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COALE.-On Second month 5th, 1885, John W. Coale, in the 88th year of his age; for a long time an elder of Deer Creek Monthly Meeting, Harford co., Maryland.

This man, from youth to lengthened age, was an example of obedience to the Light within, carrying out his convictions of right to the letter; bearing re. Verses and keen trials with such cheerful fortitude that they seemed but to strengthen faith. His friends always found him peaceful and pleasant, his mind a Storehouse of literature, and with memory unimpaired, he loved to recite passages from books that he loved. He was favored with vigorous health till nearly the end, and to the last hour his faculties were unimpaired. Just before the close he declared his firm faith “that he was in the hands of the all-powerful Father; that he was going to the Lord.” He has left a memory among his family and friends fragrant with gentleness, patience and unfaltering integrity.


COATES.--On Second month 24th, 1885, Mary H., daughter of William and Elizabeth Livezey Coates, a member of Philadelphia Monthly Meeting, aged nearly 4 years.

DOWDALL.--On Second mo. 16th, 1885, in Toughkenamon, Pa., Martha, widow of William Dowdall, in her 88th year.

EGBERT.-On Second month 22d, 1885, at the residence of her son-in-law, Norman Egbert, Norristown, Pa., Hannah P. Egbert, in her 84th year.

EISENBREY.—On Second mo. 23d, 1885, at Lumberville, Pa., Mary Ann, wife of Henry E. Eisenbrey, in her 74th year; a member of the Monthly Meeting of Friends, of Philadelphia.

FROST.-On Second mo. 8th, 1885, at his residence, near Medusa, Albany co., N. Y., of paralysis, Caleb Frost, in his 90th year; an elder of Rensselaerville

Monthly Meeting over thirty years.
HOOPES.—On Second month 24th, 1885, in Media,

Pa., Hannah G., wife of Walker Y. Hoopes, and daughter of the late Homer Eachus, aged 68 years. KENDERDINE.—On Second month 23d, 1885, Chalkley Kenderdine, in his 80th year; a member of Horsham Monthly Meeting, Pa. MICHENER.—On Third month 1st, 1885, in New Garden, Chester co., Pa., Mary S., wife of Ezra Michener, M. D., in her 88th year; a member, and for many years an elder of New Garden Monthly Meet1Ilg. PEDRICR.—Suddenly, on the morning of Third month 1st, 1885, in West Philadelphia, George L. Pedrick, in his 70th year; a member of Green Street Monthly Meeting, Philadelphia. RICHARDS.—On Second month 10th, 1885, at the residence of his son-in-law, Henry Atherton, Putnam Co., Ill., Charles Richards, formerly of Delaware co., Pa., aged 89 years. SWAYNE.—Om Second mo. 28th, 1885, at the residence of his daughter, Elizabeth. Eachus, at West Chester, Pa., Enoch Swayne, in his 86th year; a member of London Grove Monthly Meeting.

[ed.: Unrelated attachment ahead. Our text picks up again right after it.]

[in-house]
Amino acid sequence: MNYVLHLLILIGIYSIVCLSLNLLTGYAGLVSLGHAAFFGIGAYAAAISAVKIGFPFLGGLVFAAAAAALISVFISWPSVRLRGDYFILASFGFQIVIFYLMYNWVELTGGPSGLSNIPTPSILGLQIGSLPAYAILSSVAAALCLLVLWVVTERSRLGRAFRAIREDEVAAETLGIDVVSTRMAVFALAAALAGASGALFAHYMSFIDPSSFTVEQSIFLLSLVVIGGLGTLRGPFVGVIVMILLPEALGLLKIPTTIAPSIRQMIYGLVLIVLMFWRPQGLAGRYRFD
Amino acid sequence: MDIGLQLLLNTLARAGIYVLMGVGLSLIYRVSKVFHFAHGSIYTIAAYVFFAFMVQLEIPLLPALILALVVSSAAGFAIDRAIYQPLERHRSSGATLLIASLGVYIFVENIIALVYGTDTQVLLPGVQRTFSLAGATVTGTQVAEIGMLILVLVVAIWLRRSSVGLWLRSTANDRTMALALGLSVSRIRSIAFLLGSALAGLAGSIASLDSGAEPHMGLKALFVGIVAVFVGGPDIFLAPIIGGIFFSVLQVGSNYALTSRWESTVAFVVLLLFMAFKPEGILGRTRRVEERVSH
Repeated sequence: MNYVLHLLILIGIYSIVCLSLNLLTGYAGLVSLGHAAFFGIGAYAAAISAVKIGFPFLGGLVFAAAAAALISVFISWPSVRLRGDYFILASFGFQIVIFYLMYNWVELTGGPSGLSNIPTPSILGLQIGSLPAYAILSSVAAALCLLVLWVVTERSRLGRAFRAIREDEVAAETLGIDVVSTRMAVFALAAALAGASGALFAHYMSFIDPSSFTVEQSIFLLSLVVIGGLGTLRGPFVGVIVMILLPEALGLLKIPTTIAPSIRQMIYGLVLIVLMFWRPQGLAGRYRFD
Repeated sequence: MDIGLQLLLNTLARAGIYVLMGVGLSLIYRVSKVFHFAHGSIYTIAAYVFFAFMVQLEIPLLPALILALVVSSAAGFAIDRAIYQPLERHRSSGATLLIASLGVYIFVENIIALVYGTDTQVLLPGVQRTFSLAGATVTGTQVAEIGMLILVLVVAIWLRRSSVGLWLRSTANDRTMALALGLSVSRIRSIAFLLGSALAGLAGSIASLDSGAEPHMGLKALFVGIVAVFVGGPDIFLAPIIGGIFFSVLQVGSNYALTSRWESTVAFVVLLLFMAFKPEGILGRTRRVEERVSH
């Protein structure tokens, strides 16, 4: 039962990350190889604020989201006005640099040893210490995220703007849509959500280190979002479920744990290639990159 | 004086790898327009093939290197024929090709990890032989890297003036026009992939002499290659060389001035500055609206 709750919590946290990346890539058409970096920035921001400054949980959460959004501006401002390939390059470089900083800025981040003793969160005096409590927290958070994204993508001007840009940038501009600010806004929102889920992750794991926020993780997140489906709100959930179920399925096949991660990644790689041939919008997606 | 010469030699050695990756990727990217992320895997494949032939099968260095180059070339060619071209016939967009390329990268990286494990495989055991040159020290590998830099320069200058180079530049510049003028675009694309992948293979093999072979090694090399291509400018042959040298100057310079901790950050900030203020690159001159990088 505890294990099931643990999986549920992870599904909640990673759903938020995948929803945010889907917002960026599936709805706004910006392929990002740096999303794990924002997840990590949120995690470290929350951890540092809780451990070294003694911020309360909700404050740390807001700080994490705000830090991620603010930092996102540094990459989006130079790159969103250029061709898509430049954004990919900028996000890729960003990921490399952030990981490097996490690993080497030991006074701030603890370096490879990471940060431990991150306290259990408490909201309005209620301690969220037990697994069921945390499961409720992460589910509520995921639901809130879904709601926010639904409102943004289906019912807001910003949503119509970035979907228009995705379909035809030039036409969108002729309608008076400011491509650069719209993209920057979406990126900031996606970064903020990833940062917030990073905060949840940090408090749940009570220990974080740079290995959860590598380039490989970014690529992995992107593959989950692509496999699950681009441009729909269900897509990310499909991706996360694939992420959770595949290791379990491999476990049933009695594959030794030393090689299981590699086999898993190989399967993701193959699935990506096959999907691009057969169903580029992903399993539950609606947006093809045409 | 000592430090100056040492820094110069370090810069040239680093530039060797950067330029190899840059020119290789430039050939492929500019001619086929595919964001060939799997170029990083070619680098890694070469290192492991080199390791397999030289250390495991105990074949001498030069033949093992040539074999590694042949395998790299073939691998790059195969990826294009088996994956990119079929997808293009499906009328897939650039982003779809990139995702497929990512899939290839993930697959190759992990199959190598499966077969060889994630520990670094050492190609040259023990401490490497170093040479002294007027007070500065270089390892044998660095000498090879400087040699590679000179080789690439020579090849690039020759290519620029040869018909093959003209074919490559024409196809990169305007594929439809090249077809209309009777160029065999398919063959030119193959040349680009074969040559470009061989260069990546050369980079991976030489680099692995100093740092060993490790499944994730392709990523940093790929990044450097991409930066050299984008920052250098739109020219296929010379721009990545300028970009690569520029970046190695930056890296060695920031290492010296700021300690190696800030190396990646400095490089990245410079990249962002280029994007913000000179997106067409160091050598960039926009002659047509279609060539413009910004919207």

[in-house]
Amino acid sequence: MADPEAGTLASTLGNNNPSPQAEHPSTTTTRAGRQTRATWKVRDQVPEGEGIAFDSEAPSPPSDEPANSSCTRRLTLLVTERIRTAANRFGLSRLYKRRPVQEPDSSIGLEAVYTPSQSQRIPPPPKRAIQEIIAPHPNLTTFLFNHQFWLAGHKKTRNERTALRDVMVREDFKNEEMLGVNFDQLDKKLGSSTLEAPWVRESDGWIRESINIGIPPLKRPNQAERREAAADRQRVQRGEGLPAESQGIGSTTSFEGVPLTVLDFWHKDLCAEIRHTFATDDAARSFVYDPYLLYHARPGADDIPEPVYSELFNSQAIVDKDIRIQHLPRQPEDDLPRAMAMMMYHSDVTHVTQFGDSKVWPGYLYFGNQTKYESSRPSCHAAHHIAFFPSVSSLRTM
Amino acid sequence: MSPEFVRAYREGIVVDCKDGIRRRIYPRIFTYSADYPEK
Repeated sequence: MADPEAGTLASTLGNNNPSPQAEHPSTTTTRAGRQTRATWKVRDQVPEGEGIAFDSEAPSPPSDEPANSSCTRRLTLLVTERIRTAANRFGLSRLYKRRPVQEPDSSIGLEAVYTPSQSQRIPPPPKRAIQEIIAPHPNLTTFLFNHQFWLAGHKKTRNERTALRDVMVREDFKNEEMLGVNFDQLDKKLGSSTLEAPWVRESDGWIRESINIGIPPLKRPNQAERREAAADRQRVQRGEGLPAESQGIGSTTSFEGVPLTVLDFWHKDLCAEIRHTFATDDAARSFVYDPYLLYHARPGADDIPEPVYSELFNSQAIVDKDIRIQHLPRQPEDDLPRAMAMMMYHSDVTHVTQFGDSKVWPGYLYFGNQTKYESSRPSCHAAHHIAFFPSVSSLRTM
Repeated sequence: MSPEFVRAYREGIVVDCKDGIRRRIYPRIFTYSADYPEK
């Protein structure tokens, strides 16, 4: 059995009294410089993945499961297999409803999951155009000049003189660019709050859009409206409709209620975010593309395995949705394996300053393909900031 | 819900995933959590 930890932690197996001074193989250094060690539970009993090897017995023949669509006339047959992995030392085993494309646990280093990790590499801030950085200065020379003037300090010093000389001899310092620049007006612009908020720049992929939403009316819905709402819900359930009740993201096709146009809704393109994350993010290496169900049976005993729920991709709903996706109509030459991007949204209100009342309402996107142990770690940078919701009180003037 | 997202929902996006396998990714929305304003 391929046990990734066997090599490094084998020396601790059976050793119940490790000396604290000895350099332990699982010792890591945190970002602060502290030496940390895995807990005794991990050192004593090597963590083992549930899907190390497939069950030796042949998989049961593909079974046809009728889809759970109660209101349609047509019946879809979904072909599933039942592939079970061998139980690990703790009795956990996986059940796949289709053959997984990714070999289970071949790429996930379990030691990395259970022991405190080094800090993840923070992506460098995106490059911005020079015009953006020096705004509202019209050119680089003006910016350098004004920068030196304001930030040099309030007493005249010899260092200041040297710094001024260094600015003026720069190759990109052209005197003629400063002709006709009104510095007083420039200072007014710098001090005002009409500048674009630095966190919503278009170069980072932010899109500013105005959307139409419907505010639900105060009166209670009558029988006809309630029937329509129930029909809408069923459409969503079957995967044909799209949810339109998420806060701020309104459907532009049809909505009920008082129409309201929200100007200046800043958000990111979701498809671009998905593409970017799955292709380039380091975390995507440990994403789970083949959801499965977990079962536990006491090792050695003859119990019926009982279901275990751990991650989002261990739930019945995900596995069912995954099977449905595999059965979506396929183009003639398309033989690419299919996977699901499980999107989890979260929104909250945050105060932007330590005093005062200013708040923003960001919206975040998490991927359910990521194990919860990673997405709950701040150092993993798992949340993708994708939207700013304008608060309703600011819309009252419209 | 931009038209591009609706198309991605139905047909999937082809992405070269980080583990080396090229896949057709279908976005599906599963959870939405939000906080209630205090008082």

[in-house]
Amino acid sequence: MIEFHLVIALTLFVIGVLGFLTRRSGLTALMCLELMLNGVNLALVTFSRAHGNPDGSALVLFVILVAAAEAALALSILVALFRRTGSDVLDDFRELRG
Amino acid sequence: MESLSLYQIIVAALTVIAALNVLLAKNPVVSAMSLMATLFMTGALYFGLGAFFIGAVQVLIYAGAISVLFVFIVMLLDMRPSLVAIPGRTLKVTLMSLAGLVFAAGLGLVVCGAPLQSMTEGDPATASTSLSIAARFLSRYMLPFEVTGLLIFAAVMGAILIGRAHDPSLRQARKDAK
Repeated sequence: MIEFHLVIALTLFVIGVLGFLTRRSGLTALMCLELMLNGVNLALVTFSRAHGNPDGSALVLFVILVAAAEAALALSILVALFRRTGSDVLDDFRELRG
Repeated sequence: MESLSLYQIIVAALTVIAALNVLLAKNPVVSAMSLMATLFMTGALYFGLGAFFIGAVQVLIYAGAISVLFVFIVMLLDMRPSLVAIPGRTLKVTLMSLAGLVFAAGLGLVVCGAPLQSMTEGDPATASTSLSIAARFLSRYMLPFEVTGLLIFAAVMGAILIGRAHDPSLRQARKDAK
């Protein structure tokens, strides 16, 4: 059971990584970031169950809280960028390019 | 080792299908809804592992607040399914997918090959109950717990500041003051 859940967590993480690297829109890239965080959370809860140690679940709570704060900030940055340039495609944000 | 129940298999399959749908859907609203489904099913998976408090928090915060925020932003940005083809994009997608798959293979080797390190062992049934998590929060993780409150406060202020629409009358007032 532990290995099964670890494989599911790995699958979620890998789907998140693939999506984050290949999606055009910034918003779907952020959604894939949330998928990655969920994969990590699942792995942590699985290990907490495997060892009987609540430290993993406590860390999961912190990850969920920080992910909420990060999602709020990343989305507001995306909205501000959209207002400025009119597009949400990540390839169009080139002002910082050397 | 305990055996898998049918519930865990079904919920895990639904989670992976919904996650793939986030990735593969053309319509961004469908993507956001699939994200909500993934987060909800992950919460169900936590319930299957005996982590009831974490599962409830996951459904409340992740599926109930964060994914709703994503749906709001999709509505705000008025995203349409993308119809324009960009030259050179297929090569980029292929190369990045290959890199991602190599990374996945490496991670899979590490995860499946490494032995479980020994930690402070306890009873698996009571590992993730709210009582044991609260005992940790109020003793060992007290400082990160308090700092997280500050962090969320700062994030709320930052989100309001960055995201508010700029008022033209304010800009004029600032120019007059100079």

WHITE.-On First mo. 31st, 1885, at his home in Londonderry township, Pa., Joshua White, in the 78th year of his age ; a consistent member of Doe Run Preparative, and Fallowfield Monthly Meetings, Pa.


An article in the Friends’ Journal of last week with the above heading, asks the pertinent question whether the First-day Schools are doing what is claimed for them. The writer states that some meetings may have an increasing interest amongst the young, but in his particular meeting the “ youthful ranks grow thinner every year.” He claims that for years they have had a superior First-day School, and adds: “But still there seems to be something wanting—our First-day School begins at 10 o'clock, our meeting for worship at 11—as the adults pass into the yard, they meet the children going out.” Yes! there certainly is “something wanting there. If adults can year after year see the “youthful ranks grow thinner,” at their meetings, and weekly meet the children going away, and yet not be aroused to a sense of their duties, can we wonder that the children do not think a meeting composed of such adults can do them much good? If the meeting is correctly described, the adults have no business to pass into the yard after the children are through, unless they are going to meeting simply as an empty form, to ease their consciences. They should be with and among these children to encourage them, and find out why they do not go to meeting, then they would discover that if they would do their duty the children would soon learn that there was some good in the meeting, and go with those who show an interest in them. While First-day Schools were an innovation, and the Society was not committed to them, it was diffe